Inspiration + Problem
Criminals gravitate toward blockchain and cryptocurrencies due to their reputation of complete privacy. Although the full ledger of transactions is publicly available, the information is anonymous, so it is difficult to identify the nefarious actors. To date, most blockchain forensics research revolves around analyzing the blockchain to deanonymize transactions, and there has been little work involving the end-user software, or crypto wallets. We believe that when an investigation necessitates control of a user’s wallet and transaction history, a memory forensics solution targeting the crypto wallet will provide immense aid in gathering incriminating evidence.
What it does
BlockBusters (BB) uses memory forensics to recover artifacts from cryptocurrency client applications and link an individual computer to blockchain transactions. We realized traditional disk forensics will not work here as crypto wallets encrypt their keys on the filesystem, but in volatile memory, keys must be stored unencrypted for the wallet to function.
The algorithmic procedure is as follows:
- BB isolates the wallet process memory and finds _PyRuntime, a global default variable linked to the Garbage Collector generations.
- BB traverses the GC and searches for two objects of types “EllipticCurvePublicKey” and “EllipticCurvePrivateKey.”
- After recovering them, BB walks through data structure pointers and recovers the key pair’s raw bytes.
- BB serializes the bytes to a readable string and outputs that to the investigator.
The plugin recovers the public and private key pair which can be used in conjunction with a blockchain search engine to isolate suspicious transactions and also seize funds from the crypto wallet.
How we built it
A big part of forensics is developing a deep understanding of the underlying software before writing any code. We first broke down a crypto wallet application into different layers of components and worked to understand each one separately: the cryptography library, the Python process, the CPython structs, and the key pair.
After tracing their execution using GDB and perusing their source code and documentation, we replicated each critical data structure in Volatility by identifying their memory layouts and operations we needed to conduct on them.
Next, we outlined the procedure to recover a key pair. After realizing a brute force scan of the process heap was too slow, we found that Python’s Garbage Collection generations provided an optimization. They are guaranteed to track the keys because keys in the pyco/cryptography library are non-atomic objects, so we can quickly traverse this doubly linked list to find objects that have that specific type name. Afterwards, we tested and coded the procedure to recover the raw bytes of the public and private keys and serialize that into a human-readable form.
The final stage of our project was extensive testing. We took memory images of various sizes with different key size parameters to ensure robustness. We noticed that the accuracy was consistently 100% and the runtime of our plugin was constantly well under a minute, and we felt happy about the performance.
Challenges we ran into
- We had difficulties understanding pyco/cryptography’s implementation of elliptic curve key generation and how crypto wallets store them.
- Python is interpreted to C++ at the low level, so we took some time to understand and replicate data structures (_PyUnicodeString, _PyBytesObject, _PyInstanceObject)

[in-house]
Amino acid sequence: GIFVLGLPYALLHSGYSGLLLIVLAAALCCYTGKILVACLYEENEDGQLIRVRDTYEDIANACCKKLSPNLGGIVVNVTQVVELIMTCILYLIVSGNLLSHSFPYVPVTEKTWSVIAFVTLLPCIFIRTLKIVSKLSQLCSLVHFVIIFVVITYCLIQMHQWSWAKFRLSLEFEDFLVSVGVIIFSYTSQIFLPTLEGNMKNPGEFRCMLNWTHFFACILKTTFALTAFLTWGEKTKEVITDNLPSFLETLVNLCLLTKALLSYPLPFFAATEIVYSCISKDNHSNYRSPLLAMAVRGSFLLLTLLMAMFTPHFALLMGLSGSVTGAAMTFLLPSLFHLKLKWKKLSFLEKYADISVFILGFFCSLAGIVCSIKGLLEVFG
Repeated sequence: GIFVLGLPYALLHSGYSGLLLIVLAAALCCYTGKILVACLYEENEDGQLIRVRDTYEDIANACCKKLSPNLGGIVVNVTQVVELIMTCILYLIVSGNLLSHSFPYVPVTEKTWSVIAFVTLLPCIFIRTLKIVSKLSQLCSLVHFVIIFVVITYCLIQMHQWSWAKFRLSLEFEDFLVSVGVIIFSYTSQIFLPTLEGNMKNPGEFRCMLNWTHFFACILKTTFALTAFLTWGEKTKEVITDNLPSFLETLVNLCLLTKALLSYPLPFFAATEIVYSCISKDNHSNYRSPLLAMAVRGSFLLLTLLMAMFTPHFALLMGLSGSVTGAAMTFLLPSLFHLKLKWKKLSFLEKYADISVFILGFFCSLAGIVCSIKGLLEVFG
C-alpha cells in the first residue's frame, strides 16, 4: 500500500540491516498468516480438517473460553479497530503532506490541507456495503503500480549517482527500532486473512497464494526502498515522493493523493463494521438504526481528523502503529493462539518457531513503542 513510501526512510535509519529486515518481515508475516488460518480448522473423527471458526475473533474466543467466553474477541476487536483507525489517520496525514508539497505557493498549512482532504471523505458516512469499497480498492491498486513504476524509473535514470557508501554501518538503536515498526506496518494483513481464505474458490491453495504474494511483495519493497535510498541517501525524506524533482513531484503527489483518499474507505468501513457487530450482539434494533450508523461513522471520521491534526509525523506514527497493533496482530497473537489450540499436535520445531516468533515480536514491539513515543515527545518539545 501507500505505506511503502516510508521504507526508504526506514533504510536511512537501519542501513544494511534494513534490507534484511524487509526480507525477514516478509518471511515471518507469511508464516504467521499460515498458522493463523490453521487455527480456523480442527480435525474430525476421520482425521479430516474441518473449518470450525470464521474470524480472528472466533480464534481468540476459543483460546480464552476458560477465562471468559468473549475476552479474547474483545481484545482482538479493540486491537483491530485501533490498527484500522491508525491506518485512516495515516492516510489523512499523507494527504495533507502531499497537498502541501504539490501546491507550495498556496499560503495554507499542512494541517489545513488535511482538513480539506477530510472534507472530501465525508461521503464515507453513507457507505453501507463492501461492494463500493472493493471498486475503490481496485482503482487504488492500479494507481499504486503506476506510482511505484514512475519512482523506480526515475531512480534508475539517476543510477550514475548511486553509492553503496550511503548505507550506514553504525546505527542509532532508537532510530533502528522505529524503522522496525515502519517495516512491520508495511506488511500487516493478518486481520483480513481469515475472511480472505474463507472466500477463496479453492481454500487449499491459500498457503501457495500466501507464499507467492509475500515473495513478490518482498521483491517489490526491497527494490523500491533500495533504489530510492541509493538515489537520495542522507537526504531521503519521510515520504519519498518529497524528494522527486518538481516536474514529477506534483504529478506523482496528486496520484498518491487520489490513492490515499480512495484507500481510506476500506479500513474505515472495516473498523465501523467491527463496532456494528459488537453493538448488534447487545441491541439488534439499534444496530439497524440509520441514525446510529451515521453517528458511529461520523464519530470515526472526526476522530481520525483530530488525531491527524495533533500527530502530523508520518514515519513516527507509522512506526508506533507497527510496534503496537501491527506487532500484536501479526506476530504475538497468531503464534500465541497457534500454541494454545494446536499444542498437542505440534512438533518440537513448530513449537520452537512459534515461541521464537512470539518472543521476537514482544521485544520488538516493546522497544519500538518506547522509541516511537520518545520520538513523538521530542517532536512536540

- The original version of our plugin was a brute force of the entire process memory, so it was slow (> 10 minute runtime). We made some clever optimizations based on our understanding of Python’s Garbage Collector system.
Accomplishments that we're proud of
We are thrilled to have created this memory forensics plugin! These 1168 lines of code represent the culmination of many hours of testing and debugging as well as planning out different optimization strategies. Because of this, our software development skills have improved, and we are grateful for this opportunity.
Learning about cryptography and blockchain was also gratifying because after hearing about them so much, we always wanted to learn more about their inner workings. While we were surprised by their complexity, we are glad we took time to scrutinize the source code and documentation, and we can confidently say that we understand a little more.
What we learned
This project provided us a foundation in cryptography and blockchain. More specifically, we learned about asymmetric encryption and different cipher suites as well as the fundamentals behind cryptocurrencies. Reading about their implementations gave us an appreciation for the work behind securing our transactions.
Before this, we had some experience with memory forensics and reverse engineering, but we definitely improved our capabilities to quickly understand other people’s code and replicate that in a Volatility plugin. We learned how to use GDB to trace a program’s execution and use debug symbols to identify different structs’ memory layouts.
What's next for BlockBusters
More automation. Right now, the processes outlined below must be performed manually, so automation will be invaluable, especially in time-sensitive investigative cases.
- We plan on developing a web-client application that interfaces with blockchain search engines to filter the transactions by the public key recovered from the wallet. This would allow investigators to quickly identify exactly which transactions the perpetrator executed at what times.
- We will combine our current plugin with a memory image profile detection software, so investigators do not have to take time to recognize the operating system and kernel image of the target machine.
We hope that after many revisions, this project can be put in production, so we can help cryptocurrency investigators catch criminals faster.